The film seems to have two strong focal points, in keeping with the book: Dumbledore’s (Michael Gambon) insistence that Harry continue to learn more about the young Voldemort and his early rise to power, and the emotional traumas of being young and in love (Hermione and Ron, Harry and Ginny, etc.). Herein, however, lies unfortunately the film’s greatest weakness, which it shares with most of the Harry Potter film franchise. In trying too hard, I feel, to keep to the letter of the book, the film rushes its pace along, and never truly gives enough weight to the emotions and feelings of its lead characters. As the books in the series grew ever longer, trying to compact the content into a two-and-a-half hour movie became increasingly difficult, and the pacing suffers as a result. For an example of how to do an epic book conversion well, see Peter Jackson’s The Lord of the Rings: whilst many would say the films are too long, you certainly can’t fault them for taking their time over character development.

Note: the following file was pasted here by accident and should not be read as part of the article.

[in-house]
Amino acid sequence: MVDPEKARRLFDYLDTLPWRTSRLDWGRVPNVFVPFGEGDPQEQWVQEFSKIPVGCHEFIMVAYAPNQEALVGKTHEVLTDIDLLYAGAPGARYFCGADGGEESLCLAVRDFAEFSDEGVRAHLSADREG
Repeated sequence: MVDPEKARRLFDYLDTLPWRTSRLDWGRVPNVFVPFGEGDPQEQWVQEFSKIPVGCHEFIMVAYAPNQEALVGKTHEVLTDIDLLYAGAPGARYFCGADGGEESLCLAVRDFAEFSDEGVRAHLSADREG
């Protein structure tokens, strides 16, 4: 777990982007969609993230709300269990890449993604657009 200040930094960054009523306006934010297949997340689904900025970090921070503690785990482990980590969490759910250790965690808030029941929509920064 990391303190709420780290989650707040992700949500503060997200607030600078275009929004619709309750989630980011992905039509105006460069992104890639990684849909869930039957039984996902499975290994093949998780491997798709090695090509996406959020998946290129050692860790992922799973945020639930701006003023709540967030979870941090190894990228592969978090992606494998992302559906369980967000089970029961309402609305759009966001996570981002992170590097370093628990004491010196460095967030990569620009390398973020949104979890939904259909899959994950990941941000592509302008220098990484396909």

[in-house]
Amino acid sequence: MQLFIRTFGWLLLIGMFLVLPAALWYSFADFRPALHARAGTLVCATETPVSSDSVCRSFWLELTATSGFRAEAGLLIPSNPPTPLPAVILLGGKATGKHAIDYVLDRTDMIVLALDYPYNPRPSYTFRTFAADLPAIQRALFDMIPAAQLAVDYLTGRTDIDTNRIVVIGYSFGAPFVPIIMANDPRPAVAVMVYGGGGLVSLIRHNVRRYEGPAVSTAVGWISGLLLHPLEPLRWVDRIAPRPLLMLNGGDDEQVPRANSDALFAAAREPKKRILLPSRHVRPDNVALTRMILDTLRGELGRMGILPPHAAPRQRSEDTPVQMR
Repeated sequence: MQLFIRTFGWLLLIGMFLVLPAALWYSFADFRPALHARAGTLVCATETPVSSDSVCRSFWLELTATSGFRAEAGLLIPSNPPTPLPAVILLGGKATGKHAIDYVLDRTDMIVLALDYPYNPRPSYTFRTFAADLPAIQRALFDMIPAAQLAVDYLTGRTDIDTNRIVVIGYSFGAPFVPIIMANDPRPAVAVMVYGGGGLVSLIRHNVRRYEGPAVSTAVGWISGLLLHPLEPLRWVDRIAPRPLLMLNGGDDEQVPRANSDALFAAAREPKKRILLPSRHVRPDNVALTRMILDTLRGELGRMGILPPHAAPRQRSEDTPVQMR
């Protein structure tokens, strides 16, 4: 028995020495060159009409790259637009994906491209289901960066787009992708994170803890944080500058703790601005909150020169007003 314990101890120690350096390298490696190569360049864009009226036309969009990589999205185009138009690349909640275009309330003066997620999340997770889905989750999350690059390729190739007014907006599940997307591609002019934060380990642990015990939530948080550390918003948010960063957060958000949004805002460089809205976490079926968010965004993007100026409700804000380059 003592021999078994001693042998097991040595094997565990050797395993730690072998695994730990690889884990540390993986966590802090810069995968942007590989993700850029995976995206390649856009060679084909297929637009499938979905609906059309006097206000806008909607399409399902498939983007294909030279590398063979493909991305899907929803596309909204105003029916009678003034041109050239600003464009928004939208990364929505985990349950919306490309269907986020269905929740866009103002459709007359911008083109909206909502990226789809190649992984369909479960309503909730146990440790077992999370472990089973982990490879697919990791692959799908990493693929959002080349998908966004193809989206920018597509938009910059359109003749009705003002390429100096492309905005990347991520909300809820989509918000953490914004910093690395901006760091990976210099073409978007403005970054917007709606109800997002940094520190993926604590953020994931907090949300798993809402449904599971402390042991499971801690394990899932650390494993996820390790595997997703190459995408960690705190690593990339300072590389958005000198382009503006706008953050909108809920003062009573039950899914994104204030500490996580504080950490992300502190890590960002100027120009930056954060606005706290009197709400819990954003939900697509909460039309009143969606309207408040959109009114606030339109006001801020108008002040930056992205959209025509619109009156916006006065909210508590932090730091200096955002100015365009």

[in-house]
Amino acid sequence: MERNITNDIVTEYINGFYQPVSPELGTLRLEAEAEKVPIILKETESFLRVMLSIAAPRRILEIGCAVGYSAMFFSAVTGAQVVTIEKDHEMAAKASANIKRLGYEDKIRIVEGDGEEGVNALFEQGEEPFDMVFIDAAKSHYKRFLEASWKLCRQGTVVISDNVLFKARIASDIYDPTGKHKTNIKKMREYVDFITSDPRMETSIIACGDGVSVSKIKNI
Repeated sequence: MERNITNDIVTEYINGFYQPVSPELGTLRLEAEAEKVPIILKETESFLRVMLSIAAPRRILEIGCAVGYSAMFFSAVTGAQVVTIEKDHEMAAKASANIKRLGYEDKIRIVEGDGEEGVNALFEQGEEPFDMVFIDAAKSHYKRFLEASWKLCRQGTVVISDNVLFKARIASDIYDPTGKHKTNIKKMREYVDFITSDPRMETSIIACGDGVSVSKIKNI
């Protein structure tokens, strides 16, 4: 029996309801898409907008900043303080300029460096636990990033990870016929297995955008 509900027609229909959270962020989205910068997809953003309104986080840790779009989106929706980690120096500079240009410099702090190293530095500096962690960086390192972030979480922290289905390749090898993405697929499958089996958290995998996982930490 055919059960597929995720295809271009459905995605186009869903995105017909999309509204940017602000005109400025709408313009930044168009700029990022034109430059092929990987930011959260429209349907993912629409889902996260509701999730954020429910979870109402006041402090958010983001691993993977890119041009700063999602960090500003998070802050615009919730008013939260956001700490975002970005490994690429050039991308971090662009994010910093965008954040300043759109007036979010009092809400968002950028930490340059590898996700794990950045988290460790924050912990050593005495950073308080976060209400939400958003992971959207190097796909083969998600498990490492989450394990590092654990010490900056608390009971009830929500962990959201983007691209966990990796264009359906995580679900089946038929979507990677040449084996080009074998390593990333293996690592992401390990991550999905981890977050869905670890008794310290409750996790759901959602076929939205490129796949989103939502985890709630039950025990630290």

Ooh…and another!

Ooh…and another!

Then there are the small incidents that were never in the book at all, and the most egregious of these is the burning down of the Burrow. Not only did it not happen in the book, it was entirely unnecessary, leads to difficulty with setting in the following movies, and leaves a gaping plot hole: if the Death Eaters are capable of knowing perfectly well where Harry Potter is at any given moment, why didn’t Voldemort simply apparate there himself and kill him?

Having said all of that, it was still an immensely enjoyable film, and the shock of the conclusion – even knowing it from the book – was handled superbly. Alan Rickman’s portrayal of the duplicitous Severus Snape was spot-on as always, continuing to make him (even though we haven’t finished reading Harry Potter and the Deathly Hallows yet) my favorite character in the Potterverse.

The brilliant – and secretive – Severus Snape.

The brilliant – and secretive – Severus Snape.


★ ★ ★ ★ ☆